1. CORE VALUES–S’MORE VALUES
Too often, the school’s core values hang on walls around the building and become invisible. If the vision for your school is a deserved reputation for excellence, then a laser focus on your core values is essential. This means that all proposed changes are tightly aligned with these values. Stayed focused on them; don’t get sidetracked!
2. ANGER TOWARD RESISTERS
Yes, some teachers are resistant to any change, but most will be supportive if their concerns are addressed. It should be expected and planned for that your staff will have legitimate concerns about the innovation. The following brief video looks at the Stages of Concern that teachers go through during the implementation of a new program.
3. IGNORE HARD CORE RESISTERS
Hard core resisters can undermine the project. Give special attention to them. Schedule meetings with them (individually) where you listen to their reasons for opposing the innovation. Explain your rationale for promoting the new program, with an emphasis on the benefits to students. See if you can come to some agreement. At the very least, they will feel that you want their support and took the time to listen to them. However, at some point, you might have to say, “the expectation is that all teachers will faithfully implement the program.” Who said that the job of principal was easy?
You just came back from a conference where you heard about a great program that will give your school lots of positive publicity. A committee is created to further investigate the program. At a faculty meeting, you energetically announce that this PR Program will be the focus for the coming school year. Because of your enthusiasm for this project, the staff does not challenge you. But with many struggling students in their classrooms; a new math curriculum to implement, how can you expect them to fully support an innovation that has little relevance to them?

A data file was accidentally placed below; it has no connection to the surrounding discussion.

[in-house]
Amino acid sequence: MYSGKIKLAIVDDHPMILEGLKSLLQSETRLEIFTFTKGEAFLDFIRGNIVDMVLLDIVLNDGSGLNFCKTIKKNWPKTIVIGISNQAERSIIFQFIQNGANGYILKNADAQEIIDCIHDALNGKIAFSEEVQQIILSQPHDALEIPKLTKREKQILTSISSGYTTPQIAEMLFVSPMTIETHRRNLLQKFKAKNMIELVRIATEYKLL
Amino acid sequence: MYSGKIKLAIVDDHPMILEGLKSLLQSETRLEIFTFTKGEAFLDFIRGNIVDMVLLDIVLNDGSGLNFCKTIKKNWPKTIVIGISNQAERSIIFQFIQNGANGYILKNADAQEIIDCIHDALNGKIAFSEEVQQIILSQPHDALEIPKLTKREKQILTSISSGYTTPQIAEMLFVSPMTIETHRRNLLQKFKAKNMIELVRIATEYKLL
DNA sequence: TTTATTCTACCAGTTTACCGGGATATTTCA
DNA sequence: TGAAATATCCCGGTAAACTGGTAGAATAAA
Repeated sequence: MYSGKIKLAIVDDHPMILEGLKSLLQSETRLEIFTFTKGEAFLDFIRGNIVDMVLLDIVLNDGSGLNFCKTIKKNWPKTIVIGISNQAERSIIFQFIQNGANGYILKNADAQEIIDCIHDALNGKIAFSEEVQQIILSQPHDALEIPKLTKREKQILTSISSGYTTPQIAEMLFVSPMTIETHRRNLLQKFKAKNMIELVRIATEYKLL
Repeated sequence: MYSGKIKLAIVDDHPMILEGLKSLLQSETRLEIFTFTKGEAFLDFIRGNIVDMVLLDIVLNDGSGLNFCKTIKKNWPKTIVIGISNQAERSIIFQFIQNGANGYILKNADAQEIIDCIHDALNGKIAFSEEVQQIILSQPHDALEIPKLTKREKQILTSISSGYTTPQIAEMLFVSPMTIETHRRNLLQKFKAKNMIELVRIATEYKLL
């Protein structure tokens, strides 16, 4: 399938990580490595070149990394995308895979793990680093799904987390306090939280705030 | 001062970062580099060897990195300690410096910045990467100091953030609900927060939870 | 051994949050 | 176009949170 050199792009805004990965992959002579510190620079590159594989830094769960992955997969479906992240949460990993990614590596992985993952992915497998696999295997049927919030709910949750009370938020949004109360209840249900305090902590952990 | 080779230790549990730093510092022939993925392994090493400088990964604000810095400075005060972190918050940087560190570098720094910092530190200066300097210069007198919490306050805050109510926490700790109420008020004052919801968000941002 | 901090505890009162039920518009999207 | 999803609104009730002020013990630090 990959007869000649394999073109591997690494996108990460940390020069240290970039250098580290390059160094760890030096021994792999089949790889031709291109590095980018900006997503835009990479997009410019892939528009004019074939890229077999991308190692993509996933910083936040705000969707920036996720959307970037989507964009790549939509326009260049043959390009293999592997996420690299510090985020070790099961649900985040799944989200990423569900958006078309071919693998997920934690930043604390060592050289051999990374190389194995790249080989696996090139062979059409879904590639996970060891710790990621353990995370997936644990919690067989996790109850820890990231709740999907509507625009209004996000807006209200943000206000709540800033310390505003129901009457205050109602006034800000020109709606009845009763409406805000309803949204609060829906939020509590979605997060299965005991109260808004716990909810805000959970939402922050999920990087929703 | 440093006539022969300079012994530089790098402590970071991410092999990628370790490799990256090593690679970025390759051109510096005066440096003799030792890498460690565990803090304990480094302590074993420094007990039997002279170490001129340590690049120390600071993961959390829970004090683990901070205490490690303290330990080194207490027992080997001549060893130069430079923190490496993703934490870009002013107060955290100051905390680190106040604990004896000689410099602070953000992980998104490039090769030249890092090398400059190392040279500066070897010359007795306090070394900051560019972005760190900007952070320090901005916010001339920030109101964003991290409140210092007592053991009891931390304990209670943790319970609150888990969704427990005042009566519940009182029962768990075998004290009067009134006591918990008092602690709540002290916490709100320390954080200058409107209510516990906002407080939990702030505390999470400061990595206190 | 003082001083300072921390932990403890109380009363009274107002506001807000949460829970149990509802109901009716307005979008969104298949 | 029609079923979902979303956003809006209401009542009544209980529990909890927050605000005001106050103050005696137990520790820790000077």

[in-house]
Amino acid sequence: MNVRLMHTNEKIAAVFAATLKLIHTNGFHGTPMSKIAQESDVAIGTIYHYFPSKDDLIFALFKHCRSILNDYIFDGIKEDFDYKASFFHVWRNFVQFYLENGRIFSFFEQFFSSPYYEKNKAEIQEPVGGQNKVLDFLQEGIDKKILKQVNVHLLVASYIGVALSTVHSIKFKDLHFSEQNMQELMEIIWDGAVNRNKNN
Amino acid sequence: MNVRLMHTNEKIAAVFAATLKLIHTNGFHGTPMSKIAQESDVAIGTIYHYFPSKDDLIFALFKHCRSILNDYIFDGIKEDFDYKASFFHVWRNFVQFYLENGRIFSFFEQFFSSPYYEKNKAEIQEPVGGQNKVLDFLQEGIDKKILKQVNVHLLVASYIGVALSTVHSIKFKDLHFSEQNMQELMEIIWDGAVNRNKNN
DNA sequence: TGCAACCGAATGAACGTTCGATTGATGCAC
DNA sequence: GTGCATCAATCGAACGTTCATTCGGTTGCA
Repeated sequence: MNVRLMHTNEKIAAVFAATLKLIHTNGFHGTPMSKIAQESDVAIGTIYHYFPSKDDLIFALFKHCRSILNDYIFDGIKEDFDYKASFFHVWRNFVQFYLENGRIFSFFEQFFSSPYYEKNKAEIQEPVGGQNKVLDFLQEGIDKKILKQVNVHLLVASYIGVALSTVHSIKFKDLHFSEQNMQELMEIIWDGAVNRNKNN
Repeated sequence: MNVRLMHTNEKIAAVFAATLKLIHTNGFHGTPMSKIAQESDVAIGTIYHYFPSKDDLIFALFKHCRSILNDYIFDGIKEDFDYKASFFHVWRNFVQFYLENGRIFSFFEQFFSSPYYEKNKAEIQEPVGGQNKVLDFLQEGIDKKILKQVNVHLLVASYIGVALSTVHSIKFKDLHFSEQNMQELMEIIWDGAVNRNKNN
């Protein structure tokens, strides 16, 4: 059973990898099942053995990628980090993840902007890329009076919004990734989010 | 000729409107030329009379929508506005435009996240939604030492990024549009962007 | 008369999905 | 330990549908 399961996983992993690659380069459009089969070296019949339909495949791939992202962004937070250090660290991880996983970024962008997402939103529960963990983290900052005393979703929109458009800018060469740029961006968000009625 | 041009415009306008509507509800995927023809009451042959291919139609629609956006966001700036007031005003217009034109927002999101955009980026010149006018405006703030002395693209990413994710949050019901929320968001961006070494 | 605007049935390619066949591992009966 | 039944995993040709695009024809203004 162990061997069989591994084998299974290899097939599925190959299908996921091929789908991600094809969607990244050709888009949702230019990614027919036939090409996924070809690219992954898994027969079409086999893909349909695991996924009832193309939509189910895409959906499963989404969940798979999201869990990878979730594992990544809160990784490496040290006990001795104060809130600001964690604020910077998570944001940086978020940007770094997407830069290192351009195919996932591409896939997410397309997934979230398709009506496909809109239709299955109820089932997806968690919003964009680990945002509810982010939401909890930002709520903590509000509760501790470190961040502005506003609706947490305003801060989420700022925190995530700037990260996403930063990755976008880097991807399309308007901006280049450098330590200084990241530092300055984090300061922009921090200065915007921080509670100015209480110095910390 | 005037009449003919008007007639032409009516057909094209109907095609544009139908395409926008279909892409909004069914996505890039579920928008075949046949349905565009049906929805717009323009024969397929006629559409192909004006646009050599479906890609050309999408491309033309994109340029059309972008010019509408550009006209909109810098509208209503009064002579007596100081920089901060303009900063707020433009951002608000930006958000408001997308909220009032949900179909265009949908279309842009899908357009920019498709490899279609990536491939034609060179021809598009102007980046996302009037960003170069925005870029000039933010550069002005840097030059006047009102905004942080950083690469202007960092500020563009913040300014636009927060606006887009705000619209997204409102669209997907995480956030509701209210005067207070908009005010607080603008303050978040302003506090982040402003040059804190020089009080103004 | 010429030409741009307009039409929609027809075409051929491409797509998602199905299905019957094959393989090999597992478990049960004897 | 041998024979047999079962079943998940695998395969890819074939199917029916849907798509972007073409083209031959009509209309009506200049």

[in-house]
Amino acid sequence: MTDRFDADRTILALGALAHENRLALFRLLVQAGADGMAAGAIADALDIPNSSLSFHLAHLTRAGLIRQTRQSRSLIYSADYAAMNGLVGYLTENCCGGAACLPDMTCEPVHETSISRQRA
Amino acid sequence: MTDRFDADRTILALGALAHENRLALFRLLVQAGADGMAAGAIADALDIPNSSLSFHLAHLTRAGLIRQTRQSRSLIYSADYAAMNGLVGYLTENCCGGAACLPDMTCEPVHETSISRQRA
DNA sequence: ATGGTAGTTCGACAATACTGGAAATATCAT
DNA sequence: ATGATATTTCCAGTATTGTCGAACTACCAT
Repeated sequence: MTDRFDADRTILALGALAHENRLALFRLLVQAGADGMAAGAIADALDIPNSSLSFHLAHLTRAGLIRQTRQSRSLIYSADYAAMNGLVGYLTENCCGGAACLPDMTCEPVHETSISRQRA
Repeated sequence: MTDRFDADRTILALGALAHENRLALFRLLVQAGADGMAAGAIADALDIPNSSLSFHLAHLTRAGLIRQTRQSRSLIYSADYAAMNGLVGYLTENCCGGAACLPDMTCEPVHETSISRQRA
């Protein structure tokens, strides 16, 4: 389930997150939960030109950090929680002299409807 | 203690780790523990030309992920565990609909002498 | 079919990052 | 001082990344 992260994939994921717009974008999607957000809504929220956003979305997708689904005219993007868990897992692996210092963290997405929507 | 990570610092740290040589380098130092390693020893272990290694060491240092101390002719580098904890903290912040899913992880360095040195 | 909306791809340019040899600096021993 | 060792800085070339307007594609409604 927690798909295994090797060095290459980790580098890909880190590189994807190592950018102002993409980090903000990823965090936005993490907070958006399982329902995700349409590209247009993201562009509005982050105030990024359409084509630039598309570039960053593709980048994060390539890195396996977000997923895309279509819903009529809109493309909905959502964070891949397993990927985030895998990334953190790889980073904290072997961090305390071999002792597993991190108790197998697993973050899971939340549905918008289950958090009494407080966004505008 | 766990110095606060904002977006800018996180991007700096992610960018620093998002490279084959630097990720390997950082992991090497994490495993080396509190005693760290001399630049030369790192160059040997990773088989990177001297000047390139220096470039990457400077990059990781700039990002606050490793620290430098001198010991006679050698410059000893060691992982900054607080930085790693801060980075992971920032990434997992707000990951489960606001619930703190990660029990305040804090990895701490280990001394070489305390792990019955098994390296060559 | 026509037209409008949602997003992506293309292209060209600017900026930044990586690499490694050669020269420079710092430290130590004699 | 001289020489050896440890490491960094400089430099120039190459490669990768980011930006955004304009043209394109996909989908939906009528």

5. YOU HAVE IDEAS? WHO KNEW?
Seeking ideas from staff sends the message that you respect them. Its just not realistic to expect a commitment to the innovation if the people tasked with implementing it, had no voice in shaping it. And without their participation during the planning stage, how likely is it that they will fully understand it? And finally, how likely is success?
6. LACK OF SUPPORT
Even small changes require effort. More significant change, such as implementing a new reading program can send some over the edge. Support is essential during the initial implementation phase. Ways to provide support may include: coaching, teacher-to-teacher visitations, and follow-up workshops.
7. ALL IS GOOD
How do you know that all is fine with the new program unless a monitoring mechanism is in place? This mechanism should include specific criteria that assesses fidelity to the program. Make adjustments where needed.
8. CHANGE IS NOT THAT TOUGH
Let’s recognize that the changes we made in our own lives were often difficult to make. Change in a complex organization, like a school, is harder. It requires a strategy like the one depicted in the diagram at the top of this post. It requires clear thinking and devotion to moving your school toward excellence.